The longer flight time to Jupiter will add to Europa Clipper’s operations budget, but those costs will be more than offset by the savings from launching on a less expensive commercial rocket.
Jan Chodas, Europa Clipper’s project manager at JPL, said the decision to go with a commercial rocket “certainly helps the team from the standpoint of not having to carry a lot of the dual paths with SLS and a CLV, so there are cost savings there.”
She said there is also an “efficiency gain” for the Europa Clipper team because scientists and engineers can move forward without needing to duplicate work for the SLS and commercial launch alternatives. Chodas said the Launch Services Program at NASA’s Kennedy Space Center in Florida will oversee the launcher procurement effort, resulting in a rocket selection “in about a year or so.”
The Launch Services Program will manage a “full and open competition to select the launch vehicle for Clipper,” said Curt Niebur, NASA’s program scientist for missions to the outer planets. “That competition is starting up.”
NASA released a request for information notice Jan. 26 soliciting responses from U.S.-based commercial launch providers on their capabilities to launch Europa Clipper. The mission is in NASA’s flagship class of interplanetary probes, with a cost commitment of $4.25 billion.
Europa Clipper’s multibillion-dollar cost comes with a requirement to launch the spacecraft on a reliable rocket. NASA said in its Jan. 26 request for information that the launch provider selected for Europa Clipper must accomplish at least three successful flights of the same launch vehicle configuration proposed for Clipper before the mission takes off in October 2024, with at least two consecutive successful launches.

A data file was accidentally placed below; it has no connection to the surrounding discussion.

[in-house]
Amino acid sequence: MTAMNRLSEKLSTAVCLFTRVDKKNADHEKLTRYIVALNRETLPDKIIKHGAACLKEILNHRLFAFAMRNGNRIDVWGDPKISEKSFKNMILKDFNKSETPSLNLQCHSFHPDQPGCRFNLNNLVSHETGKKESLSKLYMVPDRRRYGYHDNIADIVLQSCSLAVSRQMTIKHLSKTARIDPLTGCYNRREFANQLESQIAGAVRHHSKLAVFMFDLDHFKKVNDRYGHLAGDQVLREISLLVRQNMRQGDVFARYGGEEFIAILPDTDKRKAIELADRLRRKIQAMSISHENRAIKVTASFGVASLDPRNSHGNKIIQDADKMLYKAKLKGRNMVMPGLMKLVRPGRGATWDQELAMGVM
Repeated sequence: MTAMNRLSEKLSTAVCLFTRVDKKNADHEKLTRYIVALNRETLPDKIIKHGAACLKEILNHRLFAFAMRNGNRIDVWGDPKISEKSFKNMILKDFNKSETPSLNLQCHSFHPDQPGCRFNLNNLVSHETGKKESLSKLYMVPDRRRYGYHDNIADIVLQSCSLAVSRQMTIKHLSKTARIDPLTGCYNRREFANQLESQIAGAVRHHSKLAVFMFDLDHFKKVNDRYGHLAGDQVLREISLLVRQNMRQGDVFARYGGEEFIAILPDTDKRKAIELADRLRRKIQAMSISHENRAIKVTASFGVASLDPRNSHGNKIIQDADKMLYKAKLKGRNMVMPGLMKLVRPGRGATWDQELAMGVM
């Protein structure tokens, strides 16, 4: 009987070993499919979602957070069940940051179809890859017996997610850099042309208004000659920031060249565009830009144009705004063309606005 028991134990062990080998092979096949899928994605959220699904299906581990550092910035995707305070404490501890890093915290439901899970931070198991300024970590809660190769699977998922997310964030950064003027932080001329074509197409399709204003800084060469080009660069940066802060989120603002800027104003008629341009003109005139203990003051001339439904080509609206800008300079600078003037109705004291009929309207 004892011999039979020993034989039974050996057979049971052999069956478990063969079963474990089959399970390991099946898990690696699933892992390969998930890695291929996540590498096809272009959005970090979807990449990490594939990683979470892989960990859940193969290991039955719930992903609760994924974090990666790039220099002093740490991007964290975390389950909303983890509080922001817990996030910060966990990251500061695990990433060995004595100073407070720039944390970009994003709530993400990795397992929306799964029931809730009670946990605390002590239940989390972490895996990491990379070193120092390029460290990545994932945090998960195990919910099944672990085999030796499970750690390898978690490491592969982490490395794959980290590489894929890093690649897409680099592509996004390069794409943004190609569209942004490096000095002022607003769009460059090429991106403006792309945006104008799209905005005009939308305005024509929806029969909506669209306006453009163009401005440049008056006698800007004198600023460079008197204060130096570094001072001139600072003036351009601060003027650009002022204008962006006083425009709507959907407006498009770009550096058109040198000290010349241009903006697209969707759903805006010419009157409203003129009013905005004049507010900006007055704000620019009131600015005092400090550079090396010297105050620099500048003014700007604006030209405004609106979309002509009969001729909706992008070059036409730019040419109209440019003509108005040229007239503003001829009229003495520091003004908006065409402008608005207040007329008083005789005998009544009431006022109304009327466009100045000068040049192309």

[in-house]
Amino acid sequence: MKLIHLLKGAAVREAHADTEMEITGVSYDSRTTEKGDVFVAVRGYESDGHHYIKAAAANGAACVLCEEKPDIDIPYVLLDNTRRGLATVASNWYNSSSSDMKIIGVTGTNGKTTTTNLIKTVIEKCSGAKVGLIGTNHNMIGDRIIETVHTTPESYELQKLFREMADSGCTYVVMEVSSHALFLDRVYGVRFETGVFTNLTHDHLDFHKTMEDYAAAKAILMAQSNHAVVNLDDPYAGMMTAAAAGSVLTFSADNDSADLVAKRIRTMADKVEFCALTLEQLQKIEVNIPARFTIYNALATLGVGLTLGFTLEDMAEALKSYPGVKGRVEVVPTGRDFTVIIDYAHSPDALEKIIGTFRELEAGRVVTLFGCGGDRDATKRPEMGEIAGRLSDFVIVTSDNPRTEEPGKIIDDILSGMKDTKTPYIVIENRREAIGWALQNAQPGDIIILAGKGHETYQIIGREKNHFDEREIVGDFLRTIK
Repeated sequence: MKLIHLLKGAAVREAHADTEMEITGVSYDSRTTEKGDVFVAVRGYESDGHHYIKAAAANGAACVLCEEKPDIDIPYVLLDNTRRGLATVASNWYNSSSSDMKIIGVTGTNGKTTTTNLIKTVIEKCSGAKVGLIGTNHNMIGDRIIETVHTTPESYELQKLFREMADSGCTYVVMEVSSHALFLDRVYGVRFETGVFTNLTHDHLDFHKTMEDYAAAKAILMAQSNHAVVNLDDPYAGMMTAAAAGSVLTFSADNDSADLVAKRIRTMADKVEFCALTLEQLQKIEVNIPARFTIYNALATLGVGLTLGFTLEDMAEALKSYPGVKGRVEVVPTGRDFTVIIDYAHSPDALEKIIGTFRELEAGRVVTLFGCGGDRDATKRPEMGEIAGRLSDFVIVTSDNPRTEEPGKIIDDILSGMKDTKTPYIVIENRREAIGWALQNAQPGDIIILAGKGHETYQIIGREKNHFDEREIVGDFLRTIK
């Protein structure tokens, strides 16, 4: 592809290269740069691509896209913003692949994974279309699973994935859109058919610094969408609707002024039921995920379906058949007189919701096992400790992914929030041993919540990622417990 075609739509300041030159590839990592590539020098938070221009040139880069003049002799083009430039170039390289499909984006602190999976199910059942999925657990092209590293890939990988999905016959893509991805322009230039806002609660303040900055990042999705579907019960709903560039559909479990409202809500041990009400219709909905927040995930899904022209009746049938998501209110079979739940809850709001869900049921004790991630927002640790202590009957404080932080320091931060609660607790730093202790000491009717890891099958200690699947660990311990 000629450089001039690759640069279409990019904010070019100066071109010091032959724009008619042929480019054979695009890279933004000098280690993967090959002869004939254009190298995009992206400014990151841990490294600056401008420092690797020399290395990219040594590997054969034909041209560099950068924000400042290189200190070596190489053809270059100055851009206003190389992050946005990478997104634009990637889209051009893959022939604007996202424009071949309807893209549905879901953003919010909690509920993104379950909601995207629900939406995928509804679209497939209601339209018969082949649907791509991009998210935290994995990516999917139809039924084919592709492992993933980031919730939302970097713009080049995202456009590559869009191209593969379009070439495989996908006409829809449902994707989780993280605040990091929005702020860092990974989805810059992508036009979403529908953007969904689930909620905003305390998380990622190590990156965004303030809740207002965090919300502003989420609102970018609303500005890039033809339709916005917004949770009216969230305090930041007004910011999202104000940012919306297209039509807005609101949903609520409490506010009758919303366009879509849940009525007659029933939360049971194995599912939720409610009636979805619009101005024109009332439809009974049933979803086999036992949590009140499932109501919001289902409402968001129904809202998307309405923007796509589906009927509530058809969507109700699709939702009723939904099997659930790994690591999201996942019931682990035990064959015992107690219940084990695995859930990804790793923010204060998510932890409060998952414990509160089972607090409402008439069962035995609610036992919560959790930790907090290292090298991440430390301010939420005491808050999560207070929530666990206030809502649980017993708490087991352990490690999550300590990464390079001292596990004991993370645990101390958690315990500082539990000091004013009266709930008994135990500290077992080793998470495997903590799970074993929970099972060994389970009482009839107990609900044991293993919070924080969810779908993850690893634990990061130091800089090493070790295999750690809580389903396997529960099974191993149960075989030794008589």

The Europa Clipper spacecraft is expected to weigh more than 13,000 pounds, or at least 6,065 kilograms, with fuel loaded for the journey to Jupiter.
The mass of the spacecraft, coupled with the requirement for a high-speed departure from Earth, means SpaceX’s Falcon Heavy rocket is the only launch vehicle expected to be available in 2024, and also currently operational, that could accommodate the Europa Clipper mission. That likely assumes SpaceX expends the Falcon Heavy’s first stage boosters, devoting all of the rocket’s performance to the launch, and leaving no propellant for recovering the stages.
After entering orbit around Jupiter, Europa Clipper will steer onto a course to make about 45 close flybys with Europa, passing as close as 16 miles, or 25 kilometers, from the icy moon. Fitted with large solar arrays to generate electricity, the spacecraft will take a slightly different path by Europa on each pass, eventually surveying nearly the entire moon with observations from its nine scientific instruments.
Europa is covered in a global ice sheet that cocoons an ocean of liquid water, providing an environment that might be habitable for life. Clipper’s instruments will take high-resolution images and map the composition and topography of Europa’s ice shell. The probe will carry a radar to bounce radio waves off Europa’s interior to determine the thickness and deep structure of the ice sheets, and Clipper will search for evidence of eruptions of water coming through fissures in the ice, which might provide a window into the environment of the liquid ocean below.
Pappalardo said the Europa Clipper mission completed its critical design review in December. The review board identified cost concerns with the mission’s development and operations plans, and the launch vehicle decision as key issues facing the Clipper team. But NASA’s decision to go with a commercial rocket finally alleviates that concern, Pappalardo said.
“The entire project continues to make great technical progress despite COVID-19 impacts,” Pappalardo said.